The entropy of a substance is zero if the absolute temperature is zero
The First Law of Thermodynamics forms the
- basis for quantitative analysis of chemical reactions
The Second Law of Thermodynamics is used to
- identify the directions of chemical reactions
The Third Law of Thermodynamics states that
- the entropy of any pure substance in thermodynamic equilibrium approaches zero as the temperature approaches zero (Kelvin), or conversely
- the temperature (Kelvin) of any pure substance in thermodynamic equilibrium approaches zero when the entropy approaches zero
The Third Law of Thermodynamics can mathematically be expressed as
lim ST→0 = 0 (1)
S = entropy (J/K)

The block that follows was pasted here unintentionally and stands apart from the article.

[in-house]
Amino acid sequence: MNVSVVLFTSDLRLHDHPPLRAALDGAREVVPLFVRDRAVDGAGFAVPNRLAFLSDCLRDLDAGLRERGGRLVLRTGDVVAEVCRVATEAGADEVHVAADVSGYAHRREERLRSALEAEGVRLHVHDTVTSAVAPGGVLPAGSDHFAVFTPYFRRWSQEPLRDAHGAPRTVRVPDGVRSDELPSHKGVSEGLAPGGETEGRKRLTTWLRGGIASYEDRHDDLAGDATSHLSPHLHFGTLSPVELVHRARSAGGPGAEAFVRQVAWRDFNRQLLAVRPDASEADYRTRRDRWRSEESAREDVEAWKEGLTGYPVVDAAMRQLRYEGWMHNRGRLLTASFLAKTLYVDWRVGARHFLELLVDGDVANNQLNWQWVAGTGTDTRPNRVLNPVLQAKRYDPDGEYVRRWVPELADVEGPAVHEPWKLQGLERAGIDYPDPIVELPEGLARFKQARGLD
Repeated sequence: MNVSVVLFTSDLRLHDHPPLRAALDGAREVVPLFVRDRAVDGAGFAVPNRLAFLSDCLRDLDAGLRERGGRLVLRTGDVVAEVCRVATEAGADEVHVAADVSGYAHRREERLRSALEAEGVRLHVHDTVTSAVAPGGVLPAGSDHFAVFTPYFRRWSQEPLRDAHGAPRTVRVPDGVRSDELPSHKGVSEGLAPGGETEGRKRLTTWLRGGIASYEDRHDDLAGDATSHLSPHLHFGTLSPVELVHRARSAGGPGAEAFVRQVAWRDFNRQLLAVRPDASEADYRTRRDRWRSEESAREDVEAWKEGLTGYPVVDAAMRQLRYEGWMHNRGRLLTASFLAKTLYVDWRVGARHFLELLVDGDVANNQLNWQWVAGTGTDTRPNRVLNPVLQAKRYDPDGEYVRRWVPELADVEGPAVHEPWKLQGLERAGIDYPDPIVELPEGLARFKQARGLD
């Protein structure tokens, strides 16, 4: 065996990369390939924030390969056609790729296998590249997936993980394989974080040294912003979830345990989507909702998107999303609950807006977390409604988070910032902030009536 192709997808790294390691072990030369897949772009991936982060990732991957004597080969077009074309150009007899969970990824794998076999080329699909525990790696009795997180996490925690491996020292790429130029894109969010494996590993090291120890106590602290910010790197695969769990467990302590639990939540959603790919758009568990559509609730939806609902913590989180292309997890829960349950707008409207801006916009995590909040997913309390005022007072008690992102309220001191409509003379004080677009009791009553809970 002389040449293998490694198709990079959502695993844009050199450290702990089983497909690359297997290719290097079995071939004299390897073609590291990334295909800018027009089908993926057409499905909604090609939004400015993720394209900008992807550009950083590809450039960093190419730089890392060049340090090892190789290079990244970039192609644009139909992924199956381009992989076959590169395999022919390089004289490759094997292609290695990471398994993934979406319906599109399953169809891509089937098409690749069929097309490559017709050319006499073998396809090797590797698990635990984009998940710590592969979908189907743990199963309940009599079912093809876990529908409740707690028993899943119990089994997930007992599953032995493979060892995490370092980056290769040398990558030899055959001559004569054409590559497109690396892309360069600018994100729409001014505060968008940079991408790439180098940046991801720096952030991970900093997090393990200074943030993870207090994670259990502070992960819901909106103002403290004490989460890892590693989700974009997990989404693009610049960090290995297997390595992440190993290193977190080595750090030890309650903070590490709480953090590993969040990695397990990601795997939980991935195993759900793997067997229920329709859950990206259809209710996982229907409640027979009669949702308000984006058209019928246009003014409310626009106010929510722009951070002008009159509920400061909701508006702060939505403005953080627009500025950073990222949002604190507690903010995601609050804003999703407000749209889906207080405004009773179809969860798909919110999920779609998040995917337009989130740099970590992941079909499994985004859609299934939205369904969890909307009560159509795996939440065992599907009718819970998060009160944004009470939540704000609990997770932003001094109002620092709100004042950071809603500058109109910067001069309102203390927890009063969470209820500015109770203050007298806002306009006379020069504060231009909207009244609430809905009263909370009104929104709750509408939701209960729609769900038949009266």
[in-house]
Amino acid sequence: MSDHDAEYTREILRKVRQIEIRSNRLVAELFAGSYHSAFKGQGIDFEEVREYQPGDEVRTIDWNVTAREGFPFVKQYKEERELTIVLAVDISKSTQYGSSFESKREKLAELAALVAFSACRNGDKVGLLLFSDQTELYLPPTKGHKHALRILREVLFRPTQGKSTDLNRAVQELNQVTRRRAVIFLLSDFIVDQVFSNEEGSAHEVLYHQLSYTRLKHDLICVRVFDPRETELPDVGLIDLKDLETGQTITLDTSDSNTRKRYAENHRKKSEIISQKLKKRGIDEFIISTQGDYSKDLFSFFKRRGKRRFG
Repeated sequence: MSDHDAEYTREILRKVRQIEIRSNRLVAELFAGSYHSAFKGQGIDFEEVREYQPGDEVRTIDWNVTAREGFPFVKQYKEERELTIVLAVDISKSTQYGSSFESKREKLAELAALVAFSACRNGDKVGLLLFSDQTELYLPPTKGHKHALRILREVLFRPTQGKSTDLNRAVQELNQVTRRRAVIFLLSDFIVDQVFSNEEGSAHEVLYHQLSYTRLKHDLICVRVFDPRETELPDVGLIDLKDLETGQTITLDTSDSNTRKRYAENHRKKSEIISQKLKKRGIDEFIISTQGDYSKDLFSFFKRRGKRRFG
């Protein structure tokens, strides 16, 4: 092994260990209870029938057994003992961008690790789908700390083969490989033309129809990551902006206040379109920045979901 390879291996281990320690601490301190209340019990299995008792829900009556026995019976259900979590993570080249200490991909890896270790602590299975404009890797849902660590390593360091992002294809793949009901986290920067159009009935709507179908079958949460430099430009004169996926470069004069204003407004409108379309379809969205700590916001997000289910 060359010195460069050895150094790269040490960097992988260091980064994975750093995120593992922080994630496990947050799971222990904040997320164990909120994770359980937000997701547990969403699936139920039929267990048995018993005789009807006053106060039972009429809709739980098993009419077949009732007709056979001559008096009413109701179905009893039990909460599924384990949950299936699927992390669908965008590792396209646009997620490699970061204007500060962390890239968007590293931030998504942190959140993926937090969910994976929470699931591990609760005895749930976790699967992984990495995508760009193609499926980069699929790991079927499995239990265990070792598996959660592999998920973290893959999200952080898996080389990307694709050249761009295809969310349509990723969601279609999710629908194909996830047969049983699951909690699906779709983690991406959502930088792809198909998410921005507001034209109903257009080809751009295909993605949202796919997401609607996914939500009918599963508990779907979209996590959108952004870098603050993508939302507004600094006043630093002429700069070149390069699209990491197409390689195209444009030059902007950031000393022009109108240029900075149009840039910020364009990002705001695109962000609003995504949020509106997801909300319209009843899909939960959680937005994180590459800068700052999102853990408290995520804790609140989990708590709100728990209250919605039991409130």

T = absolute temperature (K)
At a temperature of absolute zero there is no thermal energy or heat. At a temperature of zero Kelvin the atoms in a pure crystalline substance are aligned perfectly and do not move. There is no entropy of mixing since the substance is pure.
The temperature of absolute zero is the reference point for determination entropy. The absolute entropy of a substance can be calculated from measured thermodynamic properties by integrating the differential equations of state from absolute zero. For a gas this requires integrating through solid, liquid and gaseous phases.